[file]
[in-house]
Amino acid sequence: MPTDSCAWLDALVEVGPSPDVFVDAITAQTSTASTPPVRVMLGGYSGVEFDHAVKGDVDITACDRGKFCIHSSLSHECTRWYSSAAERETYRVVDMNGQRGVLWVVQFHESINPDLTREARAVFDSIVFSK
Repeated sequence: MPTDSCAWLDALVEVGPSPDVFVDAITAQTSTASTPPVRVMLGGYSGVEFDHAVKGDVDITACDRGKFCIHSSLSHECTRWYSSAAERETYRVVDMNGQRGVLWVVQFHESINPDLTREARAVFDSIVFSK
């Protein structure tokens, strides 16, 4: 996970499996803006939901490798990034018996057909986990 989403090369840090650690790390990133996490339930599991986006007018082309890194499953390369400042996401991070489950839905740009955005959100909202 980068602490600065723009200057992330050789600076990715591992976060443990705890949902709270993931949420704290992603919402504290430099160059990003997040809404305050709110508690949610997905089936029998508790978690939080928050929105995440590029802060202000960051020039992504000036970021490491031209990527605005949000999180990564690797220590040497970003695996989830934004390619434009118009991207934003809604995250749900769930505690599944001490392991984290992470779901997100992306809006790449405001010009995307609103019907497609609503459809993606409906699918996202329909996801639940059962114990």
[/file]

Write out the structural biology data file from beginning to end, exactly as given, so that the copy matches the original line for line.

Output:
[in-house]
Amino acid sequence: MPTDSCAWLDALVEVGPSPDVFVDAITAQTSTASTPPVRVMLGGYSGVEFDHAVKGDVDITACDRGKFCIHSSLSHECTRWYSSAAERETYRVVDMNGQRGVLWVVQFHESINPDLTREARAVFDSIVFSK
Repeated sequence: MPTDSCAWLDALVEVGPSPDVFVDAITAQTSTASTPPVRVMLGGYSGVEFDHAVKGDVDITACDRGKFCIHSSLSHECTRWYSSAAERETYRVVDMNGQRGVLWVVQFHESINPDLTREARAVFDSIVFSK
């Protein structure tokens, strides 16, 4: 996970499996803006939901490798990034018996057909986990 989403090369840090650690790390990133996490339930599991986006007018082309890194499953390369400042996401991070489950839905740009955005959100909202 980068602490600065723009200057992330050789600076990715591992976060443990705890949902709270993931949420704290992603919402504290430099160059990003997040809404305050709110508690949610997905089936029998508790978690939080928050929105995440590029802060202000960051020039992504000036970021490491031209990527605005949000999180990564690797220590040497970003695996989830934004390619434009118009991207934003809604995250749900769930505690599944001490392991984290992470779901997100992306809006790449405001010009995307609103019907497609609503459809993606409906699918996202329909996801639940059962114990």